Curator Melissa Wolfe talks about the inspiration we can all take away from the Columbus Museum of Arts newest exhibition showcasing the work of home town hero George Bellows. George Bellows and the American Experience through January 4, 2014. This exhibition follows on the heels of a major retrospective of the artist organized by the [...]
Route 315 Next Silcon Valley?
Columbus could be a major center for scientific research and technology – if a plan to create technology corridor is successful. Columbus city council president Matt Habash says a 315 Research and Technology Corridor is vital to the region’s future, but it means a different approach to economic development.
The proposed 315 Research and Technology Corridor begins at Riverside Hospital and stretches south along State Route 315 to COSI. In those 10,000 acres, 50,000 people are employed and $1 billion worth of research is done annually. But until now, according to Columbus City council president Matt Habash, local leaders did not fully comprehend the available resources.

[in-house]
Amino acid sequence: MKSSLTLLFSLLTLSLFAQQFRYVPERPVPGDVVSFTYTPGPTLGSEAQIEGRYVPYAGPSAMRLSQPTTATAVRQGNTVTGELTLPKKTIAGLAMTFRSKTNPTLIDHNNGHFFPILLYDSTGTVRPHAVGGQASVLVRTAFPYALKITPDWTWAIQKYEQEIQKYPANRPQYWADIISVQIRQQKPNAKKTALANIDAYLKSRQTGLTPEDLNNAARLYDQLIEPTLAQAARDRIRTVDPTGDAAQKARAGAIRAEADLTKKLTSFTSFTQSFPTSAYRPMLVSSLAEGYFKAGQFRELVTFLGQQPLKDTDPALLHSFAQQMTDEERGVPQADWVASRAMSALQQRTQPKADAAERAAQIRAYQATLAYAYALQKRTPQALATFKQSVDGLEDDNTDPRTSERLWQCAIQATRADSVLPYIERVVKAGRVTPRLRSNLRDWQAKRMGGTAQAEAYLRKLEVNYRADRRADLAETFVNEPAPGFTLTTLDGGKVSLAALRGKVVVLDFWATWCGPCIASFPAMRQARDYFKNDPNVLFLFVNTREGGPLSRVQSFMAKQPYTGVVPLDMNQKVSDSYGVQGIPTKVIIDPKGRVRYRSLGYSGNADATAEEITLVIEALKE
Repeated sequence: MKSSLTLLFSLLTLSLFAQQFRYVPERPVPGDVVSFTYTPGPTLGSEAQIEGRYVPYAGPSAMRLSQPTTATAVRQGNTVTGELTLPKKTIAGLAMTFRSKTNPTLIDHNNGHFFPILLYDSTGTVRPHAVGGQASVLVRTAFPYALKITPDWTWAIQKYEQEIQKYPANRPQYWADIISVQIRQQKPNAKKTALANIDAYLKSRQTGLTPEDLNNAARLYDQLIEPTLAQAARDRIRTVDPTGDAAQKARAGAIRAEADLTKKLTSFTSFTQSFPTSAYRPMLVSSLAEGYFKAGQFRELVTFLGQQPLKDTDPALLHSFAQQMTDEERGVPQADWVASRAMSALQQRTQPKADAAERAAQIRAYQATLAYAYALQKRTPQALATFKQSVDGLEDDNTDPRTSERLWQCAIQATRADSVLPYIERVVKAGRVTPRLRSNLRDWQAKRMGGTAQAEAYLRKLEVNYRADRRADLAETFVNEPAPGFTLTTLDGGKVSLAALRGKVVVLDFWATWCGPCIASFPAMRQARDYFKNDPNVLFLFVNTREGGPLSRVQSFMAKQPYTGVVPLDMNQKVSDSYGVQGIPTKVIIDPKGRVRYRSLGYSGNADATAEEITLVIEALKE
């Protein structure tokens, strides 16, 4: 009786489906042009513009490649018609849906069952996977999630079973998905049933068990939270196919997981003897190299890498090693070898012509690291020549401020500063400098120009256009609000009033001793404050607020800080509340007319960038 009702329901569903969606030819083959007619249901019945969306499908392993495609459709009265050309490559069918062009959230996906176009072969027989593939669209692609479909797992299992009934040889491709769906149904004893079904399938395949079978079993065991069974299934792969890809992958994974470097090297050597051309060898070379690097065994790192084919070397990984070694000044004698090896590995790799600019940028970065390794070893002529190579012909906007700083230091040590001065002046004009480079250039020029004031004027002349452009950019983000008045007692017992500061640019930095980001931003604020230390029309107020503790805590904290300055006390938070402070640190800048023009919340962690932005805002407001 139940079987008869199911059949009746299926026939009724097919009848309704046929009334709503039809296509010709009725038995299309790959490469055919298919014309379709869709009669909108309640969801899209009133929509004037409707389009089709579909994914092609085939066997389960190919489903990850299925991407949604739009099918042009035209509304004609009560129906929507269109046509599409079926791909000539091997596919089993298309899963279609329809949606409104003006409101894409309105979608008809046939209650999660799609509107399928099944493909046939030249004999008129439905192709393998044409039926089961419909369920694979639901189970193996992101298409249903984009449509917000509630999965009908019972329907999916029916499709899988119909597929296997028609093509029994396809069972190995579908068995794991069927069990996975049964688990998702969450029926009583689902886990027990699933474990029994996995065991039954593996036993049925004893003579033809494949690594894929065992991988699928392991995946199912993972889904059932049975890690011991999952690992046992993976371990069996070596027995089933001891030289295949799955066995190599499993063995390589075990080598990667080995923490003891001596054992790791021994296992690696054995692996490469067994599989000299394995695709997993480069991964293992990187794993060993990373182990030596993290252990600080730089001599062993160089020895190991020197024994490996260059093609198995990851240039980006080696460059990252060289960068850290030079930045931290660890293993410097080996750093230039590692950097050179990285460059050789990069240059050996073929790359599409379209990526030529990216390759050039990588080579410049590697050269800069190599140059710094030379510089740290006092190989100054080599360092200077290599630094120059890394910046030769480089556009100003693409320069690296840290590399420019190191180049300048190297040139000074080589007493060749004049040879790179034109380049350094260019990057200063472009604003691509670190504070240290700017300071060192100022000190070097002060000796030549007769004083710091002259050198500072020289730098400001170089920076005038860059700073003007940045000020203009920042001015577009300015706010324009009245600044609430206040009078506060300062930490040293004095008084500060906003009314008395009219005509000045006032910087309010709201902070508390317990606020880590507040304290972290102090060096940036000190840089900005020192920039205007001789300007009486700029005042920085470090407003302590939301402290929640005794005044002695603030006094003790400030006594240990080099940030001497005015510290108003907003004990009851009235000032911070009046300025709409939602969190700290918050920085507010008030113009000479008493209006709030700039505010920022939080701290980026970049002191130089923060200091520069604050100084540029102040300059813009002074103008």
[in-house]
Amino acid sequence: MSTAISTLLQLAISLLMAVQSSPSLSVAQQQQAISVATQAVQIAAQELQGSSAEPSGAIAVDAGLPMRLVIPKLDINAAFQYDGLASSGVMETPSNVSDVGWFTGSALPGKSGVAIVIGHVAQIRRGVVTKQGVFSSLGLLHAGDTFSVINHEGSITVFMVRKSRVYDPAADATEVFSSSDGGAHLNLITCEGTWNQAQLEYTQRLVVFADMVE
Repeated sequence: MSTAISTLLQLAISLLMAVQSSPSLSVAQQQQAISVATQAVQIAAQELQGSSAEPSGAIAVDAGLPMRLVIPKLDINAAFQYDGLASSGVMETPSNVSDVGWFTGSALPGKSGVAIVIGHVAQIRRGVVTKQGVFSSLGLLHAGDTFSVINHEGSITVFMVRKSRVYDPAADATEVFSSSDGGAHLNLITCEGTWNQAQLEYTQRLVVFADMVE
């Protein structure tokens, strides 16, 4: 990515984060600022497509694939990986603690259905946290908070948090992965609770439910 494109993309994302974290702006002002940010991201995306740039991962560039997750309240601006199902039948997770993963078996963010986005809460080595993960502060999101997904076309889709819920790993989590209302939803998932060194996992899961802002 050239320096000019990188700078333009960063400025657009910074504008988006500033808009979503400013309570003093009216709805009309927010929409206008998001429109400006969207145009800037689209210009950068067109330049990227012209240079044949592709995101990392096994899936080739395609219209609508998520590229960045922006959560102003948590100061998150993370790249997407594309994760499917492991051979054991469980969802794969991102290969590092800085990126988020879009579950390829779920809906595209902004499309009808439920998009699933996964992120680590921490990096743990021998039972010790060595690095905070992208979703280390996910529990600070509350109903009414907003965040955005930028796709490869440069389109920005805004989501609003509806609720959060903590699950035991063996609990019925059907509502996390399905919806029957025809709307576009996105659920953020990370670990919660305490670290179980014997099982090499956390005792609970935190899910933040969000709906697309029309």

“Let’s tell ourselves what we have -we’ve got to market that to ourselves – we don’t know what’s there,” says Habash. “You know I often tease the university that they’ve got 18 different deans doing things and sometimes bureaucracies like cities and universities, they don’t communicate very well.”
The corridor’s resources have been pinpointed on a new map. They include Ohio State University, Battelle, Columbus Children’s Hospital, Chemical Abstracts, Edison Welding Institute and the SciTech Center. Habash says it’s more realistic for the governments of Columbus, Upper Arlington, Grandview Heights, and Clinton Township to help nurture and develop businesses that began in central Ohio than to try to attract new ones.
“These start-up companies that are coming out of Ohio State and Battelle; they go from an idea to what could be a business. But when they need to go to the next level, we’re not ready for that,” says Habash.
Specific details have yet to be worked out, but a diverse group of community leaders spoke in support of the plan at a public forum late Monday afternoon.